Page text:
Many people dread making a will and put it off as “something I’ll get around to doing someday.” Yet the process is quite straightforward, and a great relief once it is completed. This is especially true when you are experiencing a major life change, such as a separation or divorce, or when you are planning to marry. There are four documents which everyone should consider having, and each of their purposes is described below.
A will is a document that states how you wish your property to be divided after your death. It provides for the disposition of houses, land, vehicles, furniture, personal belongings, money, pets, and any other item that you might own at the time of your death. A will can establish a trust for minor children. You can also name the person who will handle your estate after your death. We recommend that people review their will every 7 to 10 years to see if it still expresses their current desires.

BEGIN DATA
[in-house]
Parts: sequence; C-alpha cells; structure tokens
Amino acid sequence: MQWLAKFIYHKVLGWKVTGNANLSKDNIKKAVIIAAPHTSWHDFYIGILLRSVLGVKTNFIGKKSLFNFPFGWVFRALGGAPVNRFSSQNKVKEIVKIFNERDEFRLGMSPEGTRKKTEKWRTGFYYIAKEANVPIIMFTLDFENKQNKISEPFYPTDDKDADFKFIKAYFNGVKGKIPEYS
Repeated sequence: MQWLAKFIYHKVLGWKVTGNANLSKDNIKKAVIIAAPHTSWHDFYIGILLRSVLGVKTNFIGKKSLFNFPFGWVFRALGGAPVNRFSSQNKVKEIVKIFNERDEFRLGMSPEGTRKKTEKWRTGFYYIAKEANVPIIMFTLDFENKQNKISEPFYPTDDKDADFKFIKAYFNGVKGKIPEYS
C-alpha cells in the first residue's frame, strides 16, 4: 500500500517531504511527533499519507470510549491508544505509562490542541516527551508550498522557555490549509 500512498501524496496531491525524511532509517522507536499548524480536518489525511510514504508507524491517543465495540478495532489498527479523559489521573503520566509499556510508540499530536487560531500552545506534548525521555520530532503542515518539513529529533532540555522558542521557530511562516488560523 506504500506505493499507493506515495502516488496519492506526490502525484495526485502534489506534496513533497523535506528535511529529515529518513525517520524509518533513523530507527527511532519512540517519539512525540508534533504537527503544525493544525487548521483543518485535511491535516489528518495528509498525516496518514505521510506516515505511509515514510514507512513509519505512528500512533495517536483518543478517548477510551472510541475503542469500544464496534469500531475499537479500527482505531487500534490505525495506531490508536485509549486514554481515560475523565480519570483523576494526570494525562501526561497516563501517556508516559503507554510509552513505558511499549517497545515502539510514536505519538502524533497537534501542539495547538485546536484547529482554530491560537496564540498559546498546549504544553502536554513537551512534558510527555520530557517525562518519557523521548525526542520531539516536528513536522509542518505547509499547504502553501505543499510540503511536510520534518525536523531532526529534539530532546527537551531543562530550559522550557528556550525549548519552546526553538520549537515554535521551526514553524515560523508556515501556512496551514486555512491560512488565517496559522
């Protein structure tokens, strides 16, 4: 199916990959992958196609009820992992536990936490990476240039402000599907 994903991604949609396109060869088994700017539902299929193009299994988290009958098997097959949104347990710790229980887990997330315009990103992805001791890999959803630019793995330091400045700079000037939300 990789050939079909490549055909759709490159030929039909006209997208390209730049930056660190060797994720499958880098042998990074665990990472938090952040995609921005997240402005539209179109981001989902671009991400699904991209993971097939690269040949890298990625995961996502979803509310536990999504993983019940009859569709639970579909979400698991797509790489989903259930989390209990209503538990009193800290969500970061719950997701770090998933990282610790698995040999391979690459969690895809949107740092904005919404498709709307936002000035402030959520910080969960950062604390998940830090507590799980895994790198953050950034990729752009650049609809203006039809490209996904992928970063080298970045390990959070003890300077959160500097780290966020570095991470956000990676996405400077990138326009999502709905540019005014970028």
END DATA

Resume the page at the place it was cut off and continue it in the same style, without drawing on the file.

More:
Durable Power of Attorney
Unlike a general power of attorney, which becomes effective immediately after you sign it, a durable power of attorney becomes effective only upon your incompetence. Suppose, for example, that you have a car accident and are in a coma. At that point it is too late for you to sign a power of attorney to allow someone to handle your affairs and make business and personal decisions on your behalf. However, if you have a durable power of attorney, the person named as your agent can pay bills, buy and sell property, and do any other thing that you might do if you were able to manage your own affairs.
Health Care Power of Attorney
A health care power of attorney is an authorization that you give to someone to make health care decisions for you if you are unable to make those decisions yourself. For example, if you are unconscious, a health care power of attorney allows someone to consent to a blood transfusion or to surgery. Most hospitals now ask if you have a health care power of attorney when you are admitted.
Declaration of a Desire for a Natural Death
This document, also known as a “Living Will,” states a desire to not be kept alive by extraordinary means (such as a respirator, ventilator, or by artificial nutrition and hydration) in certain extreme circumstances such as a “brain-dead” state, or if death appears to be imminent (such as late stage cancer). Many people feel strongly about the desires expressed in this document and find great comfort in having made their wishes known in advance.